Congress

Congress Has to Deal With Its Own #MeToo Issues Post-Kavanaugh

Now that Brett Kavanaugh is on the Supreme Court, senators have some unfinished #MeToo business. They have to get together on a policy for dealing with harassment of their own staffs and must update the soon-to-expire federal law that helps states combat stalking, date rape, sexual assault, and other violence against women.

Lawsuit to Reveal Conservative Group Donors Can Proceed

A campaign finance watchdog group can proceed with a lawsuit seeking disclosure of donors to the conservative nonprofit American Action Network, which has spent almost $65 million aiding Republican candidates.

A federal judge in Washington gave the go-ahead Monday to the case filed by Citizens for Responsibility and Ethics in Washington. It is among the first “citizen suits” allowed to enforce federal campaign finance laws, according to the group.

Border Wall, Census Citizenship Query Among Lame-Duck Fights

The deal to avoid a shutdown ensures that some of the most contentious debates in the fiscal 2019 spending process will take place later this year. Among them: disputes over border wall funds, asylum seekers, the Census Bureau’s proposed citizenship question and climate-change programs.

Panel Eyes Punishment if Lawmakers Don’t Pass Spending Bills

Two-year budget resolutions, punishment for when Congress fails to pass spending bills, and an endorsement of “minibus” appropriations packages are among the measures lawmakers are considering in an effort to change the way the federal government spends money.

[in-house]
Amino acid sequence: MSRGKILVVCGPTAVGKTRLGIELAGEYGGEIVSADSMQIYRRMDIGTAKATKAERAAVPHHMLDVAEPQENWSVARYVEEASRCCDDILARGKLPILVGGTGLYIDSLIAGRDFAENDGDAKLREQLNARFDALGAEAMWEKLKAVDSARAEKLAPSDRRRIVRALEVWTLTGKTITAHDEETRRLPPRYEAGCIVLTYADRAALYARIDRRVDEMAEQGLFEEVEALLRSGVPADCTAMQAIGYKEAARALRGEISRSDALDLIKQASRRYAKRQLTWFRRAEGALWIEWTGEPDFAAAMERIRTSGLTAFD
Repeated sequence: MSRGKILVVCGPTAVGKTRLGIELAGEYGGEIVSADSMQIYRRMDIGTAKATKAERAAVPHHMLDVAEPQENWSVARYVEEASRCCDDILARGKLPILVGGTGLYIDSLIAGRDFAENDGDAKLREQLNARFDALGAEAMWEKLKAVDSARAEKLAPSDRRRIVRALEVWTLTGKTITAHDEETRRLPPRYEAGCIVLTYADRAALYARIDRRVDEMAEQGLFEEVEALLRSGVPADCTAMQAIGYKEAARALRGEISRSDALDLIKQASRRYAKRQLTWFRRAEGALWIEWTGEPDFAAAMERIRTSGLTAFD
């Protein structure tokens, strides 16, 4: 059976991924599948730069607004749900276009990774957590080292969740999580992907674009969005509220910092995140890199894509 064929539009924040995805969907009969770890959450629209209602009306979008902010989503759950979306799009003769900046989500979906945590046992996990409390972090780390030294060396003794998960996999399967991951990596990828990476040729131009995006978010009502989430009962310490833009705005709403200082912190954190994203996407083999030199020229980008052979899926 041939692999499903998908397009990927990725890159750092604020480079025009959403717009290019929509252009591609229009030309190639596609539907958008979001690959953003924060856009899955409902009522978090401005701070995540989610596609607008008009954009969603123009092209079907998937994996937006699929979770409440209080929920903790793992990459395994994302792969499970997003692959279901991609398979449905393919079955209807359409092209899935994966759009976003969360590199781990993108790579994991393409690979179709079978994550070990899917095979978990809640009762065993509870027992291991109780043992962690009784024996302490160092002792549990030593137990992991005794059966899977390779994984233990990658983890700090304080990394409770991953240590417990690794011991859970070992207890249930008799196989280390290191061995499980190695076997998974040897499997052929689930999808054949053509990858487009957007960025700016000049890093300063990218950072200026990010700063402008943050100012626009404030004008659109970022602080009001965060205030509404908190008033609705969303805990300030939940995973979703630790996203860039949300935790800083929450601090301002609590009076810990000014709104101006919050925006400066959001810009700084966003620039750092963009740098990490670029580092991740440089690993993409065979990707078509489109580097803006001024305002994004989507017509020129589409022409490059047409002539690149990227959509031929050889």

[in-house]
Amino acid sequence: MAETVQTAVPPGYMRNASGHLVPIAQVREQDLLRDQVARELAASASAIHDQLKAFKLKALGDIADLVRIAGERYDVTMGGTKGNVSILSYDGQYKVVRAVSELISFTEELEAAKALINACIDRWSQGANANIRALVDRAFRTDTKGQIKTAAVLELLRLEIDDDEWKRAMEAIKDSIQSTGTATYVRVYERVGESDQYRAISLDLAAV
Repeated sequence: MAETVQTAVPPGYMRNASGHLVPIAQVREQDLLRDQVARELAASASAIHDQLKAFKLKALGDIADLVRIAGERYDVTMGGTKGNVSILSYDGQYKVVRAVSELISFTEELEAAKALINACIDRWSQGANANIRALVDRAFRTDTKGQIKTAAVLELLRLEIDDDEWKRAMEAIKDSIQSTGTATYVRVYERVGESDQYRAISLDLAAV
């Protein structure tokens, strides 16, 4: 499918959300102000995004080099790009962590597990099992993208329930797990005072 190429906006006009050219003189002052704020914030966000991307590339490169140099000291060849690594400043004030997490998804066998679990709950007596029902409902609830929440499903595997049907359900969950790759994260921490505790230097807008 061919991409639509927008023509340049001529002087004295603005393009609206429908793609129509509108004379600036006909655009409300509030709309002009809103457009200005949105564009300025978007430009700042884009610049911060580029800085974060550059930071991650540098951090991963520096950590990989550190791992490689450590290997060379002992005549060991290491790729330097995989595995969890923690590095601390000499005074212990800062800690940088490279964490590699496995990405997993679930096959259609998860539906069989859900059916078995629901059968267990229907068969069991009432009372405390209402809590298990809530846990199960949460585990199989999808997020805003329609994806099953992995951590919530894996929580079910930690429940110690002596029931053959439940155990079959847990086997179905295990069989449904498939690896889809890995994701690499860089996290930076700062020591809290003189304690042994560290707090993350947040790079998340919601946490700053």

Government Reorg Bill OK’d by Panel With Democrats’ Support

A bill that would give President Donald Trump the ability to consolidate government agencies under a fast-track congressional procedure was approved today by the Senate Homeland Security and Governmental Affairs Committee.

The Reforming Government Act (S. 3137) was approved by voice vote after a compromise amendment drafted by Sen. Heidi Heitkamp (D-N.D.) was adopted.

New VA Chief Declares Agency is ‘Headed in the Right Direction’

Things at the troubled Department of Veterans Affairs are “better” new Secretary Robert Wilkie told a Senate panel Wednesday, during questioning about overhauls to health-care services and the agency’s broader direction.

“The state of VA is better— I didn’t say good or excellent,” Wilkie told the Senate Veterans’ Affairs Committee. “I think we’re headed in the right direction.”

Outside Funds Flood into Pivotal Senate and House Races

Outside political groups have spent more than $350 million to augment the cash spent by congressional candidates in pivotal contests. Conservative political action committees and other independent groups have targeted seven states won by President Donald Trump where Republicans have a chance to unseat Democratic Senate incumbents.

Leaked Sex-Assault Draft Could Raise Bar for Accusers in College

College students accused of sexual harassment, but not their accusers, would be permitted to appeal a school’s decision about the responsibility for the assault, under a draft rule being considered by the Education Department. However, victim’s advocates say that could be a violation of law.

Compromise Aviation Legislative Language Possible Friday

The House and Senate transportation committees are aiming for a Friday release of legislative language on a compromise aviation bill, according to three congressional aides with knowledge of the ongoing negotiations.

Lawmakers Take Wait-and-See Approach on Florence Relief Funding

Lawmakers aren’t rushing yet to pass a Hurricane Florence disaster spending bill before the House recesses in October.

Florence’s landfall today, in the peak of hurricane season, comes as the Federal Emergency Management Agency’s war chest is about seven times higher than it was in 2017. That gives lawmakers more runway before needing to rush out any FEMA supplemental funding bills, which totaled almost $50 billion last year.